Grief · Parenting

Mama Bear

crazy mama.jpeg

I taught Ryan how to swim before he could walk.  I nursed each of my children for over a year to build immunities.   I had Ryan inoculated against diseases. I gave him healthy foods, used every child-proof gadget available, always put him in a child-safe car seat, and suited him up with a helmet, knee pads and SPF 50.  And I encouraged him every day of life and stood beside him in each disappointment.

So, why couldn’t I save him from death?

The guilt came when the shock wore off and has been a companion of mine ever since.  Some days ‘guilt’ operates in my subconscious; others it marches straight out ahead of me.  And believe me, that is not an easy place to be. So I stay busy- running here, running there, running for exercise and running for ‘running’s sake.’ And yet . . . .

The accident.  “It all happened so quickly.” ( Isn’t that what people usually say? )  Thinking backward now, what sounded like a gun blast, was a tire blowing apart causing the car to spiral out of control.   We rolled over and over landing passenger side down on the grass.   Complete silence was filled with suffocating smoke.   The pain from my legs being on fire was almost unbearable, but I knew it was only a matter of time before the car blew up and I had to get to my children!  In pure panic, I fought my way out of the car knowing I had to find another way in to break my children free.   Parents are trained by flight attendants “in case of emergency, place the mask over your face first; then help those around you.”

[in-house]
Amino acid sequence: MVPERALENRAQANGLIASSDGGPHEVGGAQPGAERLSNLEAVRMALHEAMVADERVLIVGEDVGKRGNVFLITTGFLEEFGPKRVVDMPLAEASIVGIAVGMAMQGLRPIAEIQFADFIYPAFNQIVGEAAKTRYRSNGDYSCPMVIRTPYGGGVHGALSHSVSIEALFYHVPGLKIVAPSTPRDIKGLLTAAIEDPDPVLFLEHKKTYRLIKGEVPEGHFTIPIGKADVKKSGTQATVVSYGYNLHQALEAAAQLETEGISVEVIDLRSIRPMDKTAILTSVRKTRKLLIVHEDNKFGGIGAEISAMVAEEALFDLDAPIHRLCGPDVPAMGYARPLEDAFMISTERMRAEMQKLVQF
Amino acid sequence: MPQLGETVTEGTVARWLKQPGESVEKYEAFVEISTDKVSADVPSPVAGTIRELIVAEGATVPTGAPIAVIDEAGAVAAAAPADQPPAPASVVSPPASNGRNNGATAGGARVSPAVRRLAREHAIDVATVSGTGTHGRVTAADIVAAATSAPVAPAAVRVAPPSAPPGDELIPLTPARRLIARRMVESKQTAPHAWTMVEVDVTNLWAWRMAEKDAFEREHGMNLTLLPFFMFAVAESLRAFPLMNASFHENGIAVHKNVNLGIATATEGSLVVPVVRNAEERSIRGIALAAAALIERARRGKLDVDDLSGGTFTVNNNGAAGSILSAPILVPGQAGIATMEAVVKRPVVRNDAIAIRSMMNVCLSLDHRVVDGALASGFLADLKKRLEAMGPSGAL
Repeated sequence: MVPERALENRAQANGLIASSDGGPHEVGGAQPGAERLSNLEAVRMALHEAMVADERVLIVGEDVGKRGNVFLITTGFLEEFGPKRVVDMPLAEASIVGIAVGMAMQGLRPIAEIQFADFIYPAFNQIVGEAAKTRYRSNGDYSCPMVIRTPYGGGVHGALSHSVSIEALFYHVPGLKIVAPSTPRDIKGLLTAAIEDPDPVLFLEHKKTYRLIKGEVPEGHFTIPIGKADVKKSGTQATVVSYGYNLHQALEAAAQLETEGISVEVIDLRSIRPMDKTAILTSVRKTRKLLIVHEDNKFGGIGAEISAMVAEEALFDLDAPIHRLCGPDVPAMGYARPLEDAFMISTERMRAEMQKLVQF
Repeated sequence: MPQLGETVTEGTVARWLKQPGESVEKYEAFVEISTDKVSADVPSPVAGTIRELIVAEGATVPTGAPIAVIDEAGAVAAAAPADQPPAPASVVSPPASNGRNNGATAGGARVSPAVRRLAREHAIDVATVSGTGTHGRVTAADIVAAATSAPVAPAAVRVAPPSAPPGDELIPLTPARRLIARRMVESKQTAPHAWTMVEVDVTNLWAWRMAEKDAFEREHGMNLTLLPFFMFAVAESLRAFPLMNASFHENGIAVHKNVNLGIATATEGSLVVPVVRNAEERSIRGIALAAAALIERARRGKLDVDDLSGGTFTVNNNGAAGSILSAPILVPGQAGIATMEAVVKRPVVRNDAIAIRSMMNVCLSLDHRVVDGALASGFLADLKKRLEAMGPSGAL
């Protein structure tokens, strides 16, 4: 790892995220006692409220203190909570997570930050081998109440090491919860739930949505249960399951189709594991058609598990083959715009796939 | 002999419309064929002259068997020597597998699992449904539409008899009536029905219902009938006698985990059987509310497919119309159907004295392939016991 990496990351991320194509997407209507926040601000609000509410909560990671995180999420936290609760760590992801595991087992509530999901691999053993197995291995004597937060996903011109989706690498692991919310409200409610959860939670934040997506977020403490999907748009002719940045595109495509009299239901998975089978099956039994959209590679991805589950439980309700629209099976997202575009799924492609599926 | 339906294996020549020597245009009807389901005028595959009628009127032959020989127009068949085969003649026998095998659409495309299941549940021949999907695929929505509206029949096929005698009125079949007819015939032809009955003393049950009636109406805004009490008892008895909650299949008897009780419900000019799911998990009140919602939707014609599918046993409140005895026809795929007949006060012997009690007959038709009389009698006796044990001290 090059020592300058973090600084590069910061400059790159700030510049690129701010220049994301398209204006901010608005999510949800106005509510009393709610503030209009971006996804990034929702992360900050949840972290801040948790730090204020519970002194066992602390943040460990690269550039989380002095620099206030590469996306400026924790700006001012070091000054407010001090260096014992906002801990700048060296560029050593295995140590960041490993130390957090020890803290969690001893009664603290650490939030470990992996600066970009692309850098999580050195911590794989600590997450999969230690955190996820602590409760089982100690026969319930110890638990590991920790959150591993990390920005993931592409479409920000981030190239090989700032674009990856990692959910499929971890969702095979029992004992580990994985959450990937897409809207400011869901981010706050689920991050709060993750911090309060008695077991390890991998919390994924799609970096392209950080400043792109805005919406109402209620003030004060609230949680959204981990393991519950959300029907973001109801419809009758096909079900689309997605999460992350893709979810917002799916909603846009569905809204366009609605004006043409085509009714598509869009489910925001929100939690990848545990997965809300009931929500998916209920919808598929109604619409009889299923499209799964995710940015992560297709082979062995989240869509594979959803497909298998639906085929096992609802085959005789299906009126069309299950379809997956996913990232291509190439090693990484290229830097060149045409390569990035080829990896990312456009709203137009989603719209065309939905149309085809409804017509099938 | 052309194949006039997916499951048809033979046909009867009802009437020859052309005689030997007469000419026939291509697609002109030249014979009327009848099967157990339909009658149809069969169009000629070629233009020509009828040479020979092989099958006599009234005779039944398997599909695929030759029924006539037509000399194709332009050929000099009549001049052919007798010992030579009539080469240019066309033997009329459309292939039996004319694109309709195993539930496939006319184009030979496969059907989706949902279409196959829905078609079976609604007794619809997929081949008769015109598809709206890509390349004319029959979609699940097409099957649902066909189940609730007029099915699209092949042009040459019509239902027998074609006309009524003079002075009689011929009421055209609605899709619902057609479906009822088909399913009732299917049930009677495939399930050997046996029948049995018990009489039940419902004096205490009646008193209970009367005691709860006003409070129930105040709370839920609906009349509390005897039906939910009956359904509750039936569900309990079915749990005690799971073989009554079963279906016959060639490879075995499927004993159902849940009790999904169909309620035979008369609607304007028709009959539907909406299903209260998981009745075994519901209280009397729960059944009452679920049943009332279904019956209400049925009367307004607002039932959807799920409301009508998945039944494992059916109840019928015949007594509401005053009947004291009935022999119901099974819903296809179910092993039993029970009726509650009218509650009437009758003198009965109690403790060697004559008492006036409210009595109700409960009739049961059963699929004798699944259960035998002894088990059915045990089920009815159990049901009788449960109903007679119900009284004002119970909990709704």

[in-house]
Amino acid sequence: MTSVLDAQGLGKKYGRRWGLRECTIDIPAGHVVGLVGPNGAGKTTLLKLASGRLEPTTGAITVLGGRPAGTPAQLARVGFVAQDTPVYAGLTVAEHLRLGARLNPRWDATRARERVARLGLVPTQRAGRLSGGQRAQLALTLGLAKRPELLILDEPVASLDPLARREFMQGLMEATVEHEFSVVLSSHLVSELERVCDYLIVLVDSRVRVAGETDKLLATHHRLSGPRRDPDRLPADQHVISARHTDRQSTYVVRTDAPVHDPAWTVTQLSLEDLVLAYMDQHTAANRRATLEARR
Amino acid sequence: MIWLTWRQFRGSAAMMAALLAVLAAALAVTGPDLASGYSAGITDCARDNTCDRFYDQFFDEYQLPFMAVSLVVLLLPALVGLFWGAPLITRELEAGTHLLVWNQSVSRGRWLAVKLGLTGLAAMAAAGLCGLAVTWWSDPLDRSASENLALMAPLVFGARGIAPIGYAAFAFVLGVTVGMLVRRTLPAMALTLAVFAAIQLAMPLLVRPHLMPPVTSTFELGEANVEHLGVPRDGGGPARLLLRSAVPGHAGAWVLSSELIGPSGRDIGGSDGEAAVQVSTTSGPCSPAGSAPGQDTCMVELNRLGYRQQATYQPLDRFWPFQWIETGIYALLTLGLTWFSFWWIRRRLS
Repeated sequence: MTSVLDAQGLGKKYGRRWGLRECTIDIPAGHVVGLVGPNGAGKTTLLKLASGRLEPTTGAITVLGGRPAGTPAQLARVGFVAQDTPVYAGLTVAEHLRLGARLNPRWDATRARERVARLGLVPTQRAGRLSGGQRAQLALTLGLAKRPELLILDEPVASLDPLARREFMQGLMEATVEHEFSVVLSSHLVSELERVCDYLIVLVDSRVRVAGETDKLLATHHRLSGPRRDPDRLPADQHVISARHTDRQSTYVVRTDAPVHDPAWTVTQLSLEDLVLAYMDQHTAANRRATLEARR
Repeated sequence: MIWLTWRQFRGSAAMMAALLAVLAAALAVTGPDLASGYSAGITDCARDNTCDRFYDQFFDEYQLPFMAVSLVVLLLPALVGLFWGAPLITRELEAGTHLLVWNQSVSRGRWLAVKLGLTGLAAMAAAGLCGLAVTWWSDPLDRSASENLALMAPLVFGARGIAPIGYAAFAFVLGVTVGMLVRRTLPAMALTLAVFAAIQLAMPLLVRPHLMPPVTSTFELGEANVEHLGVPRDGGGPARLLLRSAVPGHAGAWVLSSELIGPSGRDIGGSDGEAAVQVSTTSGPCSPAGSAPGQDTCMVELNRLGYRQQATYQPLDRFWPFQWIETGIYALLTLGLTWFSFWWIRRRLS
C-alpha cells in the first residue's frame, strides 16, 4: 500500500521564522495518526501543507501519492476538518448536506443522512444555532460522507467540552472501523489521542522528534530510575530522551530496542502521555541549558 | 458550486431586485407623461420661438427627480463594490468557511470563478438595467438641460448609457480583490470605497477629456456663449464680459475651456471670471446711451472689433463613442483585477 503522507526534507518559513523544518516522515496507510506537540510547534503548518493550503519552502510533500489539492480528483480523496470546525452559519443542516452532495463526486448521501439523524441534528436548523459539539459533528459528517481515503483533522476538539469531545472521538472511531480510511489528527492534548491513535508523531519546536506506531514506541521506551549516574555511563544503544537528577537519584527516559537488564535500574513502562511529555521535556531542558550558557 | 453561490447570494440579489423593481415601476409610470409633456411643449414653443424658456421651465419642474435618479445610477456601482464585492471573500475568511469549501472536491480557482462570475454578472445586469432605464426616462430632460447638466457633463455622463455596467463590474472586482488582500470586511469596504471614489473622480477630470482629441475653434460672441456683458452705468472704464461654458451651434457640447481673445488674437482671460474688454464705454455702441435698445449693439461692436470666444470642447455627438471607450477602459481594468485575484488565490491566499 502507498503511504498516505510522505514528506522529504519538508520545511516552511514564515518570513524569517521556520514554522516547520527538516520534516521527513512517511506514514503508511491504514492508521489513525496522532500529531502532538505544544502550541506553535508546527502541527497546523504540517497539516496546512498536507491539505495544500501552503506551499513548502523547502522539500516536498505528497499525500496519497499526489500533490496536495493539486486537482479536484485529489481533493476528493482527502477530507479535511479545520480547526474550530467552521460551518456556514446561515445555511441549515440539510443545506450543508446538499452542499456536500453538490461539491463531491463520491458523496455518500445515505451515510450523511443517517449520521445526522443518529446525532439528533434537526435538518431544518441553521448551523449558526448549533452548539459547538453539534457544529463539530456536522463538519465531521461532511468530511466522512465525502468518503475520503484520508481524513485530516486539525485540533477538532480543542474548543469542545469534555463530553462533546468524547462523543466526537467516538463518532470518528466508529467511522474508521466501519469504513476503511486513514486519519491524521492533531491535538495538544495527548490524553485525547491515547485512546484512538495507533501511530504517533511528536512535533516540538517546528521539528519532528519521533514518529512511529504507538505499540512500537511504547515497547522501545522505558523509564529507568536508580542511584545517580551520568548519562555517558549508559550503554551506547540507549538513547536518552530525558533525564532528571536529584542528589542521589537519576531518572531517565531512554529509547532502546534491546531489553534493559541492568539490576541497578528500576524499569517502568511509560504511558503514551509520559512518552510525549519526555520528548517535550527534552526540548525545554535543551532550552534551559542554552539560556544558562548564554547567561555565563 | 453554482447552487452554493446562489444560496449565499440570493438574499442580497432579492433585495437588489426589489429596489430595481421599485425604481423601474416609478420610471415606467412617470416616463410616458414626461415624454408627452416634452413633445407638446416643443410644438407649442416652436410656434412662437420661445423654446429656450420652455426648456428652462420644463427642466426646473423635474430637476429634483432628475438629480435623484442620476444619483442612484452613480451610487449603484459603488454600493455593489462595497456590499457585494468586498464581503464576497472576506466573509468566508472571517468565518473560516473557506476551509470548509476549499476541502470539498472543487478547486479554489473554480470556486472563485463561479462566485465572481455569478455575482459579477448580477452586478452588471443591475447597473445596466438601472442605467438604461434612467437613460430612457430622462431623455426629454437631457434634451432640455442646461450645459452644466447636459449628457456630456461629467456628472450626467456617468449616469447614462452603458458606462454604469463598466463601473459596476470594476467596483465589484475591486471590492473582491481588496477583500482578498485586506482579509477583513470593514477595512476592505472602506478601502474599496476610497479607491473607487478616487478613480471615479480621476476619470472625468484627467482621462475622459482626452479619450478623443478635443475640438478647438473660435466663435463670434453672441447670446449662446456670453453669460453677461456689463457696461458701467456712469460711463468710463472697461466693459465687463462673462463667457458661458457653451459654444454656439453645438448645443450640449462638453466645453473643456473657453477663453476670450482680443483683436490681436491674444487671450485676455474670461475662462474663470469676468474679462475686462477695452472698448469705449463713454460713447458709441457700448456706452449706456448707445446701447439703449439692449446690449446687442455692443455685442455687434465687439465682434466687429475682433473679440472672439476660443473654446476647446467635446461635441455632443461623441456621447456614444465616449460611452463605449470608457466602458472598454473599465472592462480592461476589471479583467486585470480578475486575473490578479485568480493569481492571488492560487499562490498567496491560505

I was on fire.   There was no time to stop, drop and roll when it comes to saving your children.  But if the fire consumed me, who would save them? Ron had gotten 2 yr. old Tyler out so he could fight his way into the fire to grab Ryan, who was in shock, unable to react to Ron’s shouts to unbuckle his seatbelt.

We failed.   Everything we did wasn’t enough, and we lost our little boy.

The years since have been plagued with “why’s and if-only’s.”  Every day of our lives we will be in ‘restoration mode.’

If I can ease the pain of one parent who has experienced this sort of tragedy, the book I am writing on recovering from tragedy,  will be worth it.    More to follow next week.

Dawn

2 thoughts on “Mama Bear

  1. DAWN!

    Your raw honest no shit phoneyless confession is not simply something you write (very well) but it is how you live: In it, With it, Through it.

    You are returning now and again from the deepest darkness, finding a little light, and bringing it to us so we might believe that

    ”Light shines in the darkness, and the darkness cannot extinguish it.”

    You are a Greatheart, and a Braveheart. An honest-to-God survivor of every level of hell.

    Love, and all God’s perks and peculiar treasures that come with it!

    kenny

    Like

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